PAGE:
More U.S. Women Having Twins Because of Infertility Treatments

More U.S. women are having twins because of a rise in infertility treatment and aging mothers, according to the U.S. Centers for Disease Control and Prevention.

One in every 30 babies born today is a twin, an increase from 1 in 53 in 1980, according to the report. The rate doubled among women ages 35 to 39 and tripled among those 40 and over.

Mothers in their late thirties, even without fertility treatments, are likelier to have two babies from the same pregnancy, and there are more older mothers today. Treatments such as in vitro fertilization, and other assisted reproductive technologies, increase the chance of multiple births. More than one baby born at once can lead to lower birth weights and health complications for the babies and the mother, the report said.

By the early 1980s, twins and other multiples “began to rise, ultimately leading to what has been called ‘an epidemic of multiple pregnancies,’” the authors of the report wrote.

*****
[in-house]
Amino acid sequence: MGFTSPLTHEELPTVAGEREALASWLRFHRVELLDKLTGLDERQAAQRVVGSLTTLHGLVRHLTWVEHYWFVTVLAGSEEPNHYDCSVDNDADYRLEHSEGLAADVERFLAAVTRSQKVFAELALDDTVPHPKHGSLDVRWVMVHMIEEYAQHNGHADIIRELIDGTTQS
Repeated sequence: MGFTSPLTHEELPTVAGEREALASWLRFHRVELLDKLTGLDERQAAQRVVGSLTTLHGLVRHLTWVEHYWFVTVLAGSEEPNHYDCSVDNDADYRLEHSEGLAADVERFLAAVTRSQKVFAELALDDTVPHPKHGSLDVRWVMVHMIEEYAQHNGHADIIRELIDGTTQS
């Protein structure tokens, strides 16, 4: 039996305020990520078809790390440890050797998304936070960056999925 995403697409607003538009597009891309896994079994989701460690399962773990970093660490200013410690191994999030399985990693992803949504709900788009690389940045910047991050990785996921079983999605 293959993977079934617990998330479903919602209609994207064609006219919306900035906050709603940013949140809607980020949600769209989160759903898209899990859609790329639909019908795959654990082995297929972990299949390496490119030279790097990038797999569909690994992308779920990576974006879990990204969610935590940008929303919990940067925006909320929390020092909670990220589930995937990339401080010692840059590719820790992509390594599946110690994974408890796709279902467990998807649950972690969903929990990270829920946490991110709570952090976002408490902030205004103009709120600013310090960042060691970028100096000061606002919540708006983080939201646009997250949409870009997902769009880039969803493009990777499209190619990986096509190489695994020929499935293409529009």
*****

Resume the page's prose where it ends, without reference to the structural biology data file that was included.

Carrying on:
To contact the reporter on this story: Elizabeth Lopatto in New York at elopatto@bloomberg.net.

To contact the editor responsible for this story: Reg Gale at rgale5@bloomberg.net.

Press spacebar to pause and continue. Press esc to stop.

Bloomberg reserves the right to remove comments but is under no obligation to do so, or to explain individual moderation decisions.

Please enable JavaScript to view the comments powered by Disqus.